Chemicals in Store Register Receipts and Fast Food Wrappers

Before the next time you ask a cashier for a receipt, think twice! It might be tainted with bisphenol A, aka BPA.

A recent study in Environmental Health Perspectives showed that cashiers had highest BPA exposure because of its use in thermal paper for register receipts in a monomer form that is readily absorbed through skin.

BPA is also used as a polymer complex in hard, clear polycarbonate plastic water bottles and as epoxy resins lining aluminum cans.

The study raises concerns about widespread exposure to BPA from a variety of sources, especially for women who are pregnant.

Although the actual BPA amounts in receipts is so little it may not pose enough risk to worry about, it does raise concerns for people—those behind a register, for example—who are in contact with the thermal paper regularly.

The news comes no later than a month after Health Canada officially declared BPA a toxic substance that mimics estrogen, potentially increasing risks of breast cancer and prostate cancer.

Additionally, do you need another reason to avoid junk food? Here’s one: New research shows chemicals used to line fast food wrappers and microwave popcorn bags are contaminating the food and can be observed in the blood stream.

According to research from University of Toronto in the same journal, the greaseproof paper that is frequently used in the packaging of these products contain polyfluoroalkyl phosphate esters (PAPs) that break down into perfluorinated carboxylic acids (PFCAs).

PCFAs are known carcinogens and the scientists suggest that food packaging as well as non-stick and other water- and stain-repellant products like kitchen pans and clothing may be increasing exposure.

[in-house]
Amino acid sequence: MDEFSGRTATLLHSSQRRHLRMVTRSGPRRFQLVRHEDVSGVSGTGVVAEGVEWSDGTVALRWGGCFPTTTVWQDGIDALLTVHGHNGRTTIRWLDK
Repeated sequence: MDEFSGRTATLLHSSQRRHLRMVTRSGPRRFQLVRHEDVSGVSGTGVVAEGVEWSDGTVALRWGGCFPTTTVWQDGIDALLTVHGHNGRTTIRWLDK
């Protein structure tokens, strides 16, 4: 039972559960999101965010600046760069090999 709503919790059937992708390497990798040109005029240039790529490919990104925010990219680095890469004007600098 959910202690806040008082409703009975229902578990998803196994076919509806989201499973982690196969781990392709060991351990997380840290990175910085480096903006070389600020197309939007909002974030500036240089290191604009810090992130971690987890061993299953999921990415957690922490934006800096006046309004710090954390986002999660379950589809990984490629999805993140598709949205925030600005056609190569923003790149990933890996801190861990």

Controlling human exposure to these, and other, chemicals has become an active area of research recently as the public gains more understanding about the potential health implications caused by these toxic compounds.


Braun JM, Kalkbrenner AE, Calafat AM, Bernert JT, Ye X, et al. 2010 Variability and Predictors of Urinary Bisphenol A Concentrations during Pregnancy. Environ Health Perspect doi:10.1289/ehp.1002366

D’eon JC, Mabury SA, 2010 Exploring Indirect Sources of Human Exposure to Perfluoroalkyl Carboxylates (PFCAs): Evaluating Uptake, Elimination and Biotransformation of Polyfluoroalkyl Phosphate Esters (PAPs) in the Rat. Environ Health Perspect doi:10.1289/ehp

Published by David Despain, MS, CFS

David is a science and health writer living on Long Island, New York. He's written for a variety of publications including Scientific American, Outside Online, the American Society for Nutrition's (ASN) Nutrition Notes Daily, and Institute of Food Technologists' (IFT) Food Technology magazine and Live! blog. He's also covered new findings reported at scientific meetings including Experimental Biology, AAAS, AOCS, CASW, Sigma Xi, IFT, and others on his personal blog "Evolving Health." David is also an active member of organizations including the National Association of Science Writers (NASW), the American Association for the Advancement of Science (AAAS), the American Society for Nutrition, the Institute of Food Technologists, and the National Audubon Society. David has a master's degree in human nutrition from the University of Bridgeport, and a bachelor's degree in English from University of Illinois at Springfield. He also earned his Certified Food Scientist credential from the Institute of Food Technologists.

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